Supernova Remnant Turns 400
Four hundred years ago, sky watchers, including the famous astronomer Johannes Kepler, were startled by the sudden appearance of a "new star" in the western sky, rivaling the brilliance of the nearby planets. Now, astronomers using NASA's three Great Observatories are unraveling the mysteries of the expanding remains of Kepler's supernova, the last such object seen to explode in our Milky Way galaxy.
This combined image -- from NASA's Spitzer Space Telescope, Hubble Space Telescope, and e Chandra X-ray Observatory -- unveils a bubble-shaped shroud of gas and dust that is 14 light-years wide and is expanding at 4 million miles per hour (2,000 kilometers per second). Observations from each telescope highlight distinct features of the supernova remnant, a fast-moving shell of iron-rich material from the exploded star, surrounded by an expanding shock wave that is sweeping up interstellar gas and dust.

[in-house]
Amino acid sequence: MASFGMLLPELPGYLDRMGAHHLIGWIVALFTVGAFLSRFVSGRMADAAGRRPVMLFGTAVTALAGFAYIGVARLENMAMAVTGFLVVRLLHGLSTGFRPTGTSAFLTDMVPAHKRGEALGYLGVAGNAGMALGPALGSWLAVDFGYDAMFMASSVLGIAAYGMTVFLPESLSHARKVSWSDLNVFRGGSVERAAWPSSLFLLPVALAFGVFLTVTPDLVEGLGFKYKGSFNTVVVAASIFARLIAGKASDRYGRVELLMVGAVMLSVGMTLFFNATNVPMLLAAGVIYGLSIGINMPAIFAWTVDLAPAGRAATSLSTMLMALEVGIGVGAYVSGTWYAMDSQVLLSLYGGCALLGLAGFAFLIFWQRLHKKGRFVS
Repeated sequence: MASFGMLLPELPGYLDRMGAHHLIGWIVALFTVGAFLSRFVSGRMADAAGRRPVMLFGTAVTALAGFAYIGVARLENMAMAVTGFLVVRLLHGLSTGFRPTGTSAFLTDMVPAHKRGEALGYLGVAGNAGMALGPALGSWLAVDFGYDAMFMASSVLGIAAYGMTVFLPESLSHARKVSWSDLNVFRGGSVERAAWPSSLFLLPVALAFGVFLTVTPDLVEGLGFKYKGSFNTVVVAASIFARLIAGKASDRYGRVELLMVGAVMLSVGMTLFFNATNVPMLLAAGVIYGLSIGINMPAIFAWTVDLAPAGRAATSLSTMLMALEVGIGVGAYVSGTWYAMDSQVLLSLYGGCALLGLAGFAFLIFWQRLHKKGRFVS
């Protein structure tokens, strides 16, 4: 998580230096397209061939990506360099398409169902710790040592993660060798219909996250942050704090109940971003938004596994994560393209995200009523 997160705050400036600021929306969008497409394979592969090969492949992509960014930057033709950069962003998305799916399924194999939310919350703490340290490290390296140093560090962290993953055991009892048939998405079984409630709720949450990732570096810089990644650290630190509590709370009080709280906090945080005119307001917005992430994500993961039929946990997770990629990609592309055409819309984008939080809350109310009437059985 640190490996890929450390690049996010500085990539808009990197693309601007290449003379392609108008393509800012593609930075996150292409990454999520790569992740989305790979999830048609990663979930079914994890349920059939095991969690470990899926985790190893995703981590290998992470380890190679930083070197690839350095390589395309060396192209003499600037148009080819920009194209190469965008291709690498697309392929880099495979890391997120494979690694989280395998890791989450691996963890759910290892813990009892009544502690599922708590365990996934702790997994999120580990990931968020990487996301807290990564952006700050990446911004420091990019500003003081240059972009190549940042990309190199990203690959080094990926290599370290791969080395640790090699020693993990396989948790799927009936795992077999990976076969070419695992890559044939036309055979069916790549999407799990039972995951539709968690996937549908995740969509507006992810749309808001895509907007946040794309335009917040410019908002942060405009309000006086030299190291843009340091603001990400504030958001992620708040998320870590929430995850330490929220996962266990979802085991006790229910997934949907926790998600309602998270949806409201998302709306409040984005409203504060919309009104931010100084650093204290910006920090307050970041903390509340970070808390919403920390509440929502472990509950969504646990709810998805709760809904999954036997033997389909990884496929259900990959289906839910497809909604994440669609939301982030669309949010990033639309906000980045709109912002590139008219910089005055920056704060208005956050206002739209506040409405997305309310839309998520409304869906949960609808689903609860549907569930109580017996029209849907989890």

Photo Credit: NASA
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+ Zoom to the supernova remnant -- 1.2 Mb MPEG
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+ View animation of a supernova explosion -- 894 Kb MPEG